Colloquium Schedule

Colloquium: Thursday, December 7, 4:10 PM, Lewis Lab 316

Soft, Strong, Resilient: How Mussels Use Multiscale Structures, Fiber Reinforcement, and Dynamic Bonding to Adhere to Rocks Underwater

Megan Valentine

Associate Professor of Mechanical Engineering
University of California, Santa Barbara

Using marine mussels as a model organism, we explore the role of geometry and internal interfaces in controlling biological adhesion. We observe the dynamics of mussel plaques as they debond from glass using a custom built load frame with integrated dual view imaging capabilities. We previously found that the shape of the holdfast improves bond strength by an order of magnitude compared to other simple geometries and that mechanical yielding of the mussel plaque further improves the bond strength by ~100× as compared to the strength of the interfacial bonds. Moreover, we determined that a porous, heterogeneous network within the plaque gives rise to novel modes of load transfer within the material. Here, I will present new work exploring how cyclic loading of the holdfast affects plaque debonding. We find that multicycle loading decreases small-strain stiffness, but does not compromise the critical strength or maximum extension, as compared to plaques that are monotonically loaded to failure. Strain-dependent plastic damage, observed using scanning electron microscopy, does not appear to be reversible or repairable on hours-long timescales. However, our results suggest that a redundancy of load-bearing mechanisms contributes to plaque toughness in repeated loading. These experiments provide new insight into the physical origins of biomaterials properties, and suggest new avenues for design of biomimetic systems with enhanced properties.
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Physics and Astronomy Colloquia are usually scheduled for Thursdays at 4:10 PM in Lewis Lab room 316. Refreshments and snacks are available in the nearby coffee room at 3:45 PM.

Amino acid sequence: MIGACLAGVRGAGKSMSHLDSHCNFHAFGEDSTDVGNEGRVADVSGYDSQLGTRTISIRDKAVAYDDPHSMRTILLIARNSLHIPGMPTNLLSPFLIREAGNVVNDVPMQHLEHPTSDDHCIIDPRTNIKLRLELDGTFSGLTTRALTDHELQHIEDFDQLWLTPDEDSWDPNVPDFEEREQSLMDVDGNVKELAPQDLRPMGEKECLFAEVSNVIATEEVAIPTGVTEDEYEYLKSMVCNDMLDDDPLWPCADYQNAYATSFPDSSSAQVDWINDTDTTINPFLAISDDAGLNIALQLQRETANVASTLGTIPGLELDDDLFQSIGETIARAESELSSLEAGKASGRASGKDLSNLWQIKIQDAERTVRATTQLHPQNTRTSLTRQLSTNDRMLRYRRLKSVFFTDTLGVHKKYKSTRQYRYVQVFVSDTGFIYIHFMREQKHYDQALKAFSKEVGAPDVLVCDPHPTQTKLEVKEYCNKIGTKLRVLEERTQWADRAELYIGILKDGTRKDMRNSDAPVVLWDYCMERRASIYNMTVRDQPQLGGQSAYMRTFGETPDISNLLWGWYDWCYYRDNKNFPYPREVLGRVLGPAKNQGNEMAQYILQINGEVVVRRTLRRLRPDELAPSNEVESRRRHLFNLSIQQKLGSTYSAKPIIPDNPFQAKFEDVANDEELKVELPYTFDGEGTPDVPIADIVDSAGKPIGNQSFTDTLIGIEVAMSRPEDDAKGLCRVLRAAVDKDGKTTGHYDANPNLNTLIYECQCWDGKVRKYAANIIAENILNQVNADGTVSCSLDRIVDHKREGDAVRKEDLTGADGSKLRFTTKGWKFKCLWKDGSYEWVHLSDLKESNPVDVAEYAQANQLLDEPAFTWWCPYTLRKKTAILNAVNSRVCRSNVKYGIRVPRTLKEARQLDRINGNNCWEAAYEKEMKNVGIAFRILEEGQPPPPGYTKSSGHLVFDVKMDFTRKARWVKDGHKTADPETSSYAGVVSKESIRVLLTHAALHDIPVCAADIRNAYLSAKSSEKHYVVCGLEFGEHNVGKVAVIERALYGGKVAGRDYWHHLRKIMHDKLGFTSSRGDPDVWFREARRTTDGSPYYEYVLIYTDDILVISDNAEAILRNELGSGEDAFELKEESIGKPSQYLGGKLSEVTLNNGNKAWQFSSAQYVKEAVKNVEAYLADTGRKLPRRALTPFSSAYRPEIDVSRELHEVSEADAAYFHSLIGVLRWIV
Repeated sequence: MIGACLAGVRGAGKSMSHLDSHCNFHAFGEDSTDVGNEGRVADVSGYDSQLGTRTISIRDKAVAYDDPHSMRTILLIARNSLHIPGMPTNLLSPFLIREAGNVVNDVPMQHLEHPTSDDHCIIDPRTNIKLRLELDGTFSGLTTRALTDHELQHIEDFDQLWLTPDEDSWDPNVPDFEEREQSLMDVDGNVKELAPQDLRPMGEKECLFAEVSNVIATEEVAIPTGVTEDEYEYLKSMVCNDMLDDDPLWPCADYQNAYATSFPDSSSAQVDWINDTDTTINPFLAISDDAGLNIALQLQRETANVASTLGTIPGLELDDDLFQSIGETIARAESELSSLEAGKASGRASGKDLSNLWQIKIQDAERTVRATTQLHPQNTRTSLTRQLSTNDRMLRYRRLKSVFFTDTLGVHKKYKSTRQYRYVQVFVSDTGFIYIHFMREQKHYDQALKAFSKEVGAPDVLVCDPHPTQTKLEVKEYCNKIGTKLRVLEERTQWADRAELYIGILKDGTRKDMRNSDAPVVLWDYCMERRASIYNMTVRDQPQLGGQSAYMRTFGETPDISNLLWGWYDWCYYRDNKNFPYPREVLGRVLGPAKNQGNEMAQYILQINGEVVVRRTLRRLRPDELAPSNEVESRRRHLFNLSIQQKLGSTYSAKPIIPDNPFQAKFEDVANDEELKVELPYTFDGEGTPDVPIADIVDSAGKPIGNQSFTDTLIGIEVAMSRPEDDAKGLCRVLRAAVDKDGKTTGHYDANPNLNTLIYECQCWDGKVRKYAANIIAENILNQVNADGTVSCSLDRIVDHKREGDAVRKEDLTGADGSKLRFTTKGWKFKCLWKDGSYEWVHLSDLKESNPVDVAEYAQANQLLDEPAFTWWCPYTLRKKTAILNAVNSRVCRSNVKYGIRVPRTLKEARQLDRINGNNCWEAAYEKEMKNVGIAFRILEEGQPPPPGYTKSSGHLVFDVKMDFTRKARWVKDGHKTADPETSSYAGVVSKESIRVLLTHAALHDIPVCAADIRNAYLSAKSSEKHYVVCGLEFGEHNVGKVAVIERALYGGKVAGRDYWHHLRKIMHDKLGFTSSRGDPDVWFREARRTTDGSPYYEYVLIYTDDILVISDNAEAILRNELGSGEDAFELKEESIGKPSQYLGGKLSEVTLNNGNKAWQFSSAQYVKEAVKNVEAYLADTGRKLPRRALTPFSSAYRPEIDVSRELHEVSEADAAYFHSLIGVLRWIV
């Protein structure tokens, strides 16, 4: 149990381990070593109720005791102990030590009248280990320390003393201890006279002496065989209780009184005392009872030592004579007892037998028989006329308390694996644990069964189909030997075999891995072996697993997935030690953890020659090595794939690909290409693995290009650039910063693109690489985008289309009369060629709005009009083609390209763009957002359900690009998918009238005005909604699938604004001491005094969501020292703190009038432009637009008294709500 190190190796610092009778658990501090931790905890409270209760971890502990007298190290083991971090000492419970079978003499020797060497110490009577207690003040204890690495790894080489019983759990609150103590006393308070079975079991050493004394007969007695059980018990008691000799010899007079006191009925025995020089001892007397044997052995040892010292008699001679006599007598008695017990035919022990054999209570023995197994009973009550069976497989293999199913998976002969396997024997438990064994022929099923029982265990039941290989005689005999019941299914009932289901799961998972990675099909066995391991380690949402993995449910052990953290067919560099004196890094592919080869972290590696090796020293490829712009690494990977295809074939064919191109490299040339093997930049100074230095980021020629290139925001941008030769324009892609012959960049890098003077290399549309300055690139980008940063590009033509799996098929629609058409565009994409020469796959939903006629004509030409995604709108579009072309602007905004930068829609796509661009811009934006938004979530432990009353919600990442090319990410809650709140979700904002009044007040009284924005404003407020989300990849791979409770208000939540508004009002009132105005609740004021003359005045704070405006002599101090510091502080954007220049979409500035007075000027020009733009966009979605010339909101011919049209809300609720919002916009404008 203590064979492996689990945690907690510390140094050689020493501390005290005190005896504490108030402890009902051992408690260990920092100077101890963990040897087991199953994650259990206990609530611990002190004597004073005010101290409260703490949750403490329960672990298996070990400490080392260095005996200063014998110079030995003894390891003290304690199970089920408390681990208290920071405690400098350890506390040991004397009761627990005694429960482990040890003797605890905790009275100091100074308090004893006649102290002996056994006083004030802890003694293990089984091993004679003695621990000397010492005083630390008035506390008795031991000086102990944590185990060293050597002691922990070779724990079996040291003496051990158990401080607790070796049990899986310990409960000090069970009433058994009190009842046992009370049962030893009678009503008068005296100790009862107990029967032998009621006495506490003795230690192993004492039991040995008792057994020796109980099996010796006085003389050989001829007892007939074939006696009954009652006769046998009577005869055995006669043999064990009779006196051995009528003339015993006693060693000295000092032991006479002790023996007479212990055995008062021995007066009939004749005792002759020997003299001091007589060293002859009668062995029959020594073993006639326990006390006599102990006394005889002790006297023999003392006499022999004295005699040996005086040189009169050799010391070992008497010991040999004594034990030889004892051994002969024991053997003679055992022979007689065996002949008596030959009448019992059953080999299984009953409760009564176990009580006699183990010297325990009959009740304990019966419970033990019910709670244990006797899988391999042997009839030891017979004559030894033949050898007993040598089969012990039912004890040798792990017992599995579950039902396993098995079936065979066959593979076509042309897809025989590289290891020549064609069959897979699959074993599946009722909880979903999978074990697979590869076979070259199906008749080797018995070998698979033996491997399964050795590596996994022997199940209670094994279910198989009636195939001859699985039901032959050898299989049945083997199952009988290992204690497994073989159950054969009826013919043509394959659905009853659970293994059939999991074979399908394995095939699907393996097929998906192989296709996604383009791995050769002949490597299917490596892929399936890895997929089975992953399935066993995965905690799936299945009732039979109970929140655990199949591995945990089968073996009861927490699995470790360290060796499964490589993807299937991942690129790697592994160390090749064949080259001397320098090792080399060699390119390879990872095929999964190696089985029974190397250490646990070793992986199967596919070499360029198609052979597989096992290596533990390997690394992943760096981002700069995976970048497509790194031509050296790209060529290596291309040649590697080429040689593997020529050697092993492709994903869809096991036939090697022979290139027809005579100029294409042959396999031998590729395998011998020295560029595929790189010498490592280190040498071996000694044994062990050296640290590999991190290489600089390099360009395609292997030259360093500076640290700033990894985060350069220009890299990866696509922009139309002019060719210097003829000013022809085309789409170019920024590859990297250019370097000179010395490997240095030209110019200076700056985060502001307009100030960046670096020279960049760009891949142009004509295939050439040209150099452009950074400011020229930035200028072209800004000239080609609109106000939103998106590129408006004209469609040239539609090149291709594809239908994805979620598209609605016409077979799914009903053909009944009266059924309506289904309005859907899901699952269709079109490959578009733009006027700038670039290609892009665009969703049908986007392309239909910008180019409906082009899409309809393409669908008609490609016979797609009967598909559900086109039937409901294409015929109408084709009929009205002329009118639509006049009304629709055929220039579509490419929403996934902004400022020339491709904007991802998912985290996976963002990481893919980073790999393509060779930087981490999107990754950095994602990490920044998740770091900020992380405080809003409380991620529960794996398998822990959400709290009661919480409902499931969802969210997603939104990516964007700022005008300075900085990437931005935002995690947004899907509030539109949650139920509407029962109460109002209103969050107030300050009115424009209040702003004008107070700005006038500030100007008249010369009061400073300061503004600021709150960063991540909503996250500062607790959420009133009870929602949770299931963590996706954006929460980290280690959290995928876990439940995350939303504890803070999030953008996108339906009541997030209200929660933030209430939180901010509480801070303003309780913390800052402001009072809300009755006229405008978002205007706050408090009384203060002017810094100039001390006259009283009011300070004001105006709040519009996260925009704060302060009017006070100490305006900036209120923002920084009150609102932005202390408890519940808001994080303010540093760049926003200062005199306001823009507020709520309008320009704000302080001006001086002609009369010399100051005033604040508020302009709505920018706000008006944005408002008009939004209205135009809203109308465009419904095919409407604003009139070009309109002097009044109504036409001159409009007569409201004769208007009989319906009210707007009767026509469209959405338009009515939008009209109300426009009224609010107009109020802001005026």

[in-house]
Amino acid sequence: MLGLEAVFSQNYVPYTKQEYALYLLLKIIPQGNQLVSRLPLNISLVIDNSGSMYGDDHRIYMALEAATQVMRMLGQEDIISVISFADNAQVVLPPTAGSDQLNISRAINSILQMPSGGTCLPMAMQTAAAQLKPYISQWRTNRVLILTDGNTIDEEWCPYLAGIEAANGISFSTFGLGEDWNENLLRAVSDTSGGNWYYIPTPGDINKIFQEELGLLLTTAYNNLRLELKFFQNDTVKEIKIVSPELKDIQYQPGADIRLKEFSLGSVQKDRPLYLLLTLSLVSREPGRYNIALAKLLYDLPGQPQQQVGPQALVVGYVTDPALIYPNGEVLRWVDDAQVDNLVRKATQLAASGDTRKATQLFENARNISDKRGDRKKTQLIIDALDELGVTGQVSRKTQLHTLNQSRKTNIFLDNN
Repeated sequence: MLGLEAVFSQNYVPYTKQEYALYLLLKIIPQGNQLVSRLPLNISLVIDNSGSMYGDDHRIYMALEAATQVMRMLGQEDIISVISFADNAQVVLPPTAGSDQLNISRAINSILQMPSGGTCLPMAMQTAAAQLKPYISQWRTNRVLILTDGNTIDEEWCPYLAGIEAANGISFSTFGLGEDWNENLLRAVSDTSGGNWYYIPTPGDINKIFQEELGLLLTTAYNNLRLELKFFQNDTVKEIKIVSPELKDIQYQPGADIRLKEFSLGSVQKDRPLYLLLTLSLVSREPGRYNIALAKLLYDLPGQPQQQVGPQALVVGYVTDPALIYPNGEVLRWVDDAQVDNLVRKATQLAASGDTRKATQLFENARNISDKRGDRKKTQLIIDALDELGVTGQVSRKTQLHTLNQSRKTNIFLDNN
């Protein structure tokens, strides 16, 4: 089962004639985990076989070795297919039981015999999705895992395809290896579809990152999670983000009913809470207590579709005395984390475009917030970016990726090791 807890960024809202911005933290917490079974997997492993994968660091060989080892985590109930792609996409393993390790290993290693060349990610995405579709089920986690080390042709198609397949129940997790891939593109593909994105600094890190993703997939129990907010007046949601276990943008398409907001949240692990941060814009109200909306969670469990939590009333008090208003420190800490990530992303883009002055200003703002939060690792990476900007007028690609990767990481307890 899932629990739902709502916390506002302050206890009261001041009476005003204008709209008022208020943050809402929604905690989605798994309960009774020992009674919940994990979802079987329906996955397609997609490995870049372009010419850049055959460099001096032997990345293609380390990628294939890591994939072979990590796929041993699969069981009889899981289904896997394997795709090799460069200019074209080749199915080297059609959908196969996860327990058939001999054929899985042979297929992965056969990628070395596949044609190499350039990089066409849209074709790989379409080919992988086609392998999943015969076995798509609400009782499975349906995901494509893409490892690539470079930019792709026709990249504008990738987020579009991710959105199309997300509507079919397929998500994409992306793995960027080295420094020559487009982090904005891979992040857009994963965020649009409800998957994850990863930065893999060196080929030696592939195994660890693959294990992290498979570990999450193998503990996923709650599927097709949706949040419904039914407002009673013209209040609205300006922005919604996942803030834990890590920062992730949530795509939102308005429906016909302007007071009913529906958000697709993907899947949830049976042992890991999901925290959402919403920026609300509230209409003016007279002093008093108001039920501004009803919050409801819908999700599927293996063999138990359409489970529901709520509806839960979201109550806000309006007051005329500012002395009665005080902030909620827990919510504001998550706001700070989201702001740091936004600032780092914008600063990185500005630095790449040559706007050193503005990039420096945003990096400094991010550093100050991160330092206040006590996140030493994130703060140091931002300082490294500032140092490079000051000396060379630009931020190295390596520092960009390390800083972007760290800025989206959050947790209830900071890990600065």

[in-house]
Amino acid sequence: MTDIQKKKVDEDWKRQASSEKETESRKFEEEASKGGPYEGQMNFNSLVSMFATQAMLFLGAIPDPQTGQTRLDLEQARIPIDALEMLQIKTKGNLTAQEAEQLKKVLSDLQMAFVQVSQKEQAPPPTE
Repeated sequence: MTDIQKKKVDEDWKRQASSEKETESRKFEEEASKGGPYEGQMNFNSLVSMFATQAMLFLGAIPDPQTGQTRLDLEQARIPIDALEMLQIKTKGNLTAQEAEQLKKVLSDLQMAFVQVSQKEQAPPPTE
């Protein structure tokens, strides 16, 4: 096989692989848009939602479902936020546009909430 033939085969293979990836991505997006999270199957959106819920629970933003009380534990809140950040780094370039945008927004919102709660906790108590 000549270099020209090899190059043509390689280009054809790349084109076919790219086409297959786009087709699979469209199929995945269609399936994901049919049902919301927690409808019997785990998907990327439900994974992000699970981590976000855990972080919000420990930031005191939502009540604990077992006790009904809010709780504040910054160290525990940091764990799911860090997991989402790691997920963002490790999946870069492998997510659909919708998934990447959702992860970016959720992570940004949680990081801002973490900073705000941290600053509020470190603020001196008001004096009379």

Physics Colloquium Schedule for FALL 2017

Click on Title below for past or upcoming Announcements (where available), and Speaker name for website.        

August 31Wonpil ImLehigh UniversityMechanisms and Energetics of Protein/Peptide Interactions in Biological Membranes
September 7John RogersNorthwestern Univ.Soft, Biocompatible Optoelectronic Interfaces to the Brain
September 14Megan DeCesarLafayette CollegePulsar Searching and Timing with NANOGrav: Toward a Detection of the Gravitational-Wave Background
September 21Gunton Symposium-Symposium in Honor of Prof. James Gunton’s Contributions to Statistical Physics 
September 28David MaiulloRutgers Univ.Bringing Physics to Broadway
October 5Xiaoji XuLehigh UniversityMultimodal Nanoscale Infrared Microscopy with sub 10 nm Spatial Resolution
October 12Anderson JanottiUniv. of DelawareUnravelling the Role of Defects and Small Polarons in Wide-Band-Gap Oxide
October 19Mirjam CveticUniv. of Penn.Modern String Theory Confronts Particle Physics and Black Holes
October 26Steven Van SciverFlorida State U.
November 2Joern DunkelMITGeometrical Control of Microbial Fluids: From Bacterial Spin Lattices to Active Matter Logic
November 9Arjun YodhUniv. of Penn.Self-Assembling Temperature-Sensitive Colloids for Investigation of Phase-Transitions, Frustration,   and Glass Dynamics
November 16Jared Maxson Cornell Univ.
November 23No ColloquiumHappy Thanksgiving-
November 30Patrick ConnollyLehigh UniversityEarly Newtonian Approaches to Gravitational Attraction
December 7Megan ValentineUC Santa BarbaraSoft, Strong, Resilient: How Mussels Use Multiscale Structures, Fiber Reinforcement, and Dynamic Bonding to Adhere to Rocks Underwater
December 14No ColloquiumHappy Holidays-